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Thursday, May 13, 2010
Playing the game
Tickets cost one Euro for two tries.
The object of the game is to match 6 numbers out of 90. Should a player match all of them, he/she wins the jackpot.
Until June 30, 2009 the six main winning numbers were taken from the first number drawn in Lottomatica's regional Lotto draws for the cities of Bari, Florence, Milan, Naples, Palermo & Rome (used in that order). The Venice draw was used as a "Jolly" number. If the first number of a city had been used before, then the second of the city's draw was used - and so on. In this system there was a small probability that the numbers of two cities could be the same - in which case there would have been duplicate numbers and it would have been impossible to win the jackpot.
Since July 1, 2009 the numbers have been drawn independently of the Lottomatica draws. There is one single draw for the six winning numbers and the "Jolly" number and a second independent draw for the "SuperStar" number.
The "Jolly" number gives an additional chance to those who have matched 5 numbers. If they also match the "Jolly" number, they'll win a higher "5+1" prize.
One must match at least 3 numbers to win. The odds of winning for each category are:
6 1 in 622,614,630
5+Jolly Number 1 in 103,769,105
5 1 in 1,250,230
4 1 in 11,907
3 1 in 327
The "SuperStar" number is an additional number which costs extra to play. Under the old rules it was taken from the National Lotto draw in Rome (Ruota Nazionale), under the new rules it is drawn in a separate draw independently from the 6 winning and the "Jolly" number. This means that the SuperStar number may be the same as another winning number. Matching it can increase the winning amount up to 100-fold.[clarification needed] It also pays out fixed amounts with any combination, including no winning numbers at all with the six main numbers.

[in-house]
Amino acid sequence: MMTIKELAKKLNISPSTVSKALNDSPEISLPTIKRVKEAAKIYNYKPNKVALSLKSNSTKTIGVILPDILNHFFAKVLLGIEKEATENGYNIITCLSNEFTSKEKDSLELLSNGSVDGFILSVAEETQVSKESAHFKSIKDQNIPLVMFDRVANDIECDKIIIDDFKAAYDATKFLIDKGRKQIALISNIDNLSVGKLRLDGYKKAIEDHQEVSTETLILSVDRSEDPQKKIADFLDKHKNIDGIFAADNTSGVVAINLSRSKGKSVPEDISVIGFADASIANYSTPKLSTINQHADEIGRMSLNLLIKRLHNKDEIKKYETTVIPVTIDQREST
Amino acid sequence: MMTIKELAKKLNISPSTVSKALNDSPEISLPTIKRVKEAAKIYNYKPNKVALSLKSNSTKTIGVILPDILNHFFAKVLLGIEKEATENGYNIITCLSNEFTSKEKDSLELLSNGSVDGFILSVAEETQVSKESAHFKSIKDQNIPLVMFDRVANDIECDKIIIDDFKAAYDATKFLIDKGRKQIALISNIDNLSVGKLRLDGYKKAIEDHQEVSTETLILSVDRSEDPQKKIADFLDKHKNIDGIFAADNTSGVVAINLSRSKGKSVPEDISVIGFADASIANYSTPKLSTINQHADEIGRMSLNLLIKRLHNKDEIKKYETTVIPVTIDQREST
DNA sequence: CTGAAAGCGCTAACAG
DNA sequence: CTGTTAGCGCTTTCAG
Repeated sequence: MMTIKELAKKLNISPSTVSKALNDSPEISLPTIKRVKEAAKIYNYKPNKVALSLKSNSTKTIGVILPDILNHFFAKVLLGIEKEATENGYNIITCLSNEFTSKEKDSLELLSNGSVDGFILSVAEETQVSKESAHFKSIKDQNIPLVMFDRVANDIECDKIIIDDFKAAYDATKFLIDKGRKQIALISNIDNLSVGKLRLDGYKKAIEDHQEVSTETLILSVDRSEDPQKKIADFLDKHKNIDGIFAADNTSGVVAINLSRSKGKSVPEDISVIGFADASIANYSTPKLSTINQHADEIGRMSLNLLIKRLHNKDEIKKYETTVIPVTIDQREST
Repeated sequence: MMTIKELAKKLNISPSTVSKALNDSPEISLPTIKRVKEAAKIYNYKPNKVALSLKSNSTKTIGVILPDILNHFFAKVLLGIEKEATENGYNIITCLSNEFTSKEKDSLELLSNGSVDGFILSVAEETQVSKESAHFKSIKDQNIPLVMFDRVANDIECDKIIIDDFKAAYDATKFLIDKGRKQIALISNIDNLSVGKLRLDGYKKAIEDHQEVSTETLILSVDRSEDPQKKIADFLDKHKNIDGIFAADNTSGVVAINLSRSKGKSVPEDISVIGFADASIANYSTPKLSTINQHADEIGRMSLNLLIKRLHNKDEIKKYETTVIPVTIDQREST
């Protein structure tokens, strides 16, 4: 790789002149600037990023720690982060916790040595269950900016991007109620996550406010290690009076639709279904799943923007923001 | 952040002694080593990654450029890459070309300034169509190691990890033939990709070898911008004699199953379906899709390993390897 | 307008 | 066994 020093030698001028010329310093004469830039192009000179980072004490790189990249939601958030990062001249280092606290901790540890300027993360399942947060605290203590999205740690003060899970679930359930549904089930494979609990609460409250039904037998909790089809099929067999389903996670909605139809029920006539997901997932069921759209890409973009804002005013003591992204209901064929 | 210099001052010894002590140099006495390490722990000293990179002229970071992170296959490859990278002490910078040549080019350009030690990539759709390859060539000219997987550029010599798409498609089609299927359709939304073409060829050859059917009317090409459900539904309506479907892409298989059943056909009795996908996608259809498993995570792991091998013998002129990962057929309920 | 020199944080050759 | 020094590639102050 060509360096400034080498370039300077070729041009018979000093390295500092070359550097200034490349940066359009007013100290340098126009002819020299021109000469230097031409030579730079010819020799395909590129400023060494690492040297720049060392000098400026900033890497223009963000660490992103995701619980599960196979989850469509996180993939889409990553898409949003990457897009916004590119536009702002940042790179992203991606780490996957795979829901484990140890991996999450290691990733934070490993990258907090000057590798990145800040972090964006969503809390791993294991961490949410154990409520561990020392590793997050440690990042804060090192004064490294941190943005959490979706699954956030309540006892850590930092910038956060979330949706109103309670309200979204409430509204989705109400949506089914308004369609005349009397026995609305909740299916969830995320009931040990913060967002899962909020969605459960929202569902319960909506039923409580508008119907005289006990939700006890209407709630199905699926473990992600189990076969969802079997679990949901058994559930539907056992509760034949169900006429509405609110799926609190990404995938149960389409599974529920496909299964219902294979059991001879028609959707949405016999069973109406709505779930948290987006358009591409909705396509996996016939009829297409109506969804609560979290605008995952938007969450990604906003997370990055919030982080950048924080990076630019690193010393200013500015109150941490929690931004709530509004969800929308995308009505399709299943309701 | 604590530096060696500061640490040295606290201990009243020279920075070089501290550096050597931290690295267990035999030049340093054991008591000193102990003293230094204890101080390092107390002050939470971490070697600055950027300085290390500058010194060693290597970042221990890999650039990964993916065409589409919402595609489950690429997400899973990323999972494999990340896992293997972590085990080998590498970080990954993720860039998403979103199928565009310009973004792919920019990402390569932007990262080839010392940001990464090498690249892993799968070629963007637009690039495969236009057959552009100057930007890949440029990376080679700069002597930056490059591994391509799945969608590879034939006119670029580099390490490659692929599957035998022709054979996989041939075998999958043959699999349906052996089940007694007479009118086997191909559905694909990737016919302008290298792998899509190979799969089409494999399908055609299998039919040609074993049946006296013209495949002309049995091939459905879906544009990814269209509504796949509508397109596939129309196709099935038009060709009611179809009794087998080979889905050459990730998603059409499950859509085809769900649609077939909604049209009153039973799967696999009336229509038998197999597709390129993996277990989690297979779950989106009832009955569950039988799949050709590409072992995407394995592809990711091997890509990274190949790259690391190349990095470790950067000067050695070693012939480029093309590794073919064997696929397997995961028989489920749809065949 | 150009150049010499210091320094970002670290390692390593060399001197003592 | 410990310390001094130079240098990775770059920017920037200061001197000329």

For a nationwide lottery offering prizes in millions, SuperEnalotto is the most difficult game in the world in terms of hitting the jackpot judging by the odds mentioned above. The prizepool only consists of 35% of the sales, with about 54% going to the Italian state.
When it began the minimum cost (for two tries) was 1600 Italian Lire, rising to 1900 Lire by the time the Euro was introduced in 2002. Today's price, one Euro is equivalent to 1936.27 Lire.
On May 4, 2005, a jackpot worth €71,767,565.57 (US$ 94,804,954.12) was won by a single ticket shared by ten customers at a bar in Milan.For over three years, this was the game's largest jackpot. This was later broken by a prize of €100,756,197.30 (US$ 129,753,830.88) which was won by a single ticket on October 23, 2008 in Catania. A record breaker prize of €147,807,299.08 (US$ 211,807,859.58) was won on August 22, 2009 by one ticket holder in Bagnone (Toscana).